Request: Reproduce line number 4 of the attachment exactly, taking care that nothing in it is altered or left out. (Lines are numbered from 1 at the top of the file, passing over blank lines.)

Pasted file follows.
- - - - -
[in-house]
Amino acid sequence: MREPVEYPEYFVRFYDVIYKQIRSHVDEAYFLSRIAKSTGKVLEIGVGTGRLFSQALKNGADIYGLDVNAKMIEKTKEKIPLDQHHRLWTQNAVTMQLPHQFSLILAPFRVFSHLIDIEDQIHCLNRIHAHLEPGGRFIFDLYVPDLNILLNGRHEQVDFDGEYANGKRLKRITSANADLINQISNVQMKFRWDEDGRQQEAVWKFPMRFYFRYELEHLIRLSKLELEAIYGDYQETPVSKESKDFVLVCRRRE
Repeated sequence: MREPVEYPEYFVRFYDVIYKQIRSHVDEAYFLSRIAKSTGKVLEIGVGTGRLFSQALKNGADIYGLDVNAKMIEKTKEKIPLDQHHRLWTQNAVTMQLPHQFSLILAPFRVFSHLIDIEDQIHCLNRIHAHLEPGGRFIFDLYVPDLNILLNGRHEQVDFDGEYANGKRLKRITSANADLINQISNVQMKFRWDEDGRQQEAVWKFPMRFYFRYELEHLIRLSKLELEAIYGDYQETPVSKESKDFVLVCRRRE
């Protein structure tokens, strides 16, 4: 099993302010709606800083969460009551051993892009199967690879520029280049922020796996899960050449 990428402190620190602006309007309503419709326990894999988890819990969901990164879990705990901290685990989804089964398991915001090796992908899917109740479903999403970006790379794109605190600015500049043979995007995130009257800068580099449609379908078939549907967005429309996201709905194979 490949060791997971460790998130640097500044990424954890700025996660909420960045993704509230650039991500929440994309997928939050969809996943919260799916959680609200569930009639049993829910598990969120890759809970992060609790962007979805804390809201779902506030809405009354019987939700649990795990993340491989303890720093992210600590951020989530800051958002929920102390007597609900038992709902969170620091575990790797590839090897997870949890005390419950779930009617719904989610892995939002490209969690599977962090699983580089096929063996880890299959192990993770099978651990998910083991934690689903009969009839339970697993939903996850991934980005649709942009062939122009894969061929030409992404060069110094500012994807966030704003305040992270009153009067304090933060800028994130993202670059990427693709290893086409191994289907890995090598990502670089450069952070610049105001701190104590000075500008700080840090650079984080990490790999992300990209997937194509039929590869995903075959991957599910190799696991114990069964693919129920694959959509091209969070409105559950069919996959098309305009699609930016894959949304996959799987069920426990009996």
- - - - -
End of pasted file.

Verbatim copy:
């Protein structure tokens, strides 16, 4: 099993302010709606800083969460009551051993892009199967690879520029280049922020796996899960050449 990428402190620190602006309007309503419709326990894999988890819990969901990164879990705990901290685990989804089964398991915001090796992908899917109740479903999403970006790379794109605190600015500049043979995007995130009257800068580099449609379908078939549907967005429309996201709905194979 490949060791997971460790998130640097500044990424954890700025996660909420960045993704509230650039991500929440994309997928939050969809996943919260799916959680609200569930009639049993829910598990969120890759809970992060609790962007979805804390809201779902506030809405009354019987939700649990795990993340491989303890720093992210600590951020989530800051958002929920102390007597609900038992709902969170620091575990790797590839090897997870949890005390419950779930009617719904989610892995939002490209969690599977962090699983580089096929063996880890299959192990993770099978651990998910083991934690689903009969009839339970697993939903996850991934980005649709942009062939122009894969061929030409992404060069110094500012994807966030704003305040992270009153009067304090933060800028994130993202670059990427693709290893086409191994289907890995090598990502670089450069952070610049105001701190104590000075500008700080840090650079984080990490790999992300990209997937194509039929590869995903075959991957599910190799696991114990069964693919129920694959959509091209969070409105559950069919996959098309305009699609930016894959949304996959799987069920426990009996």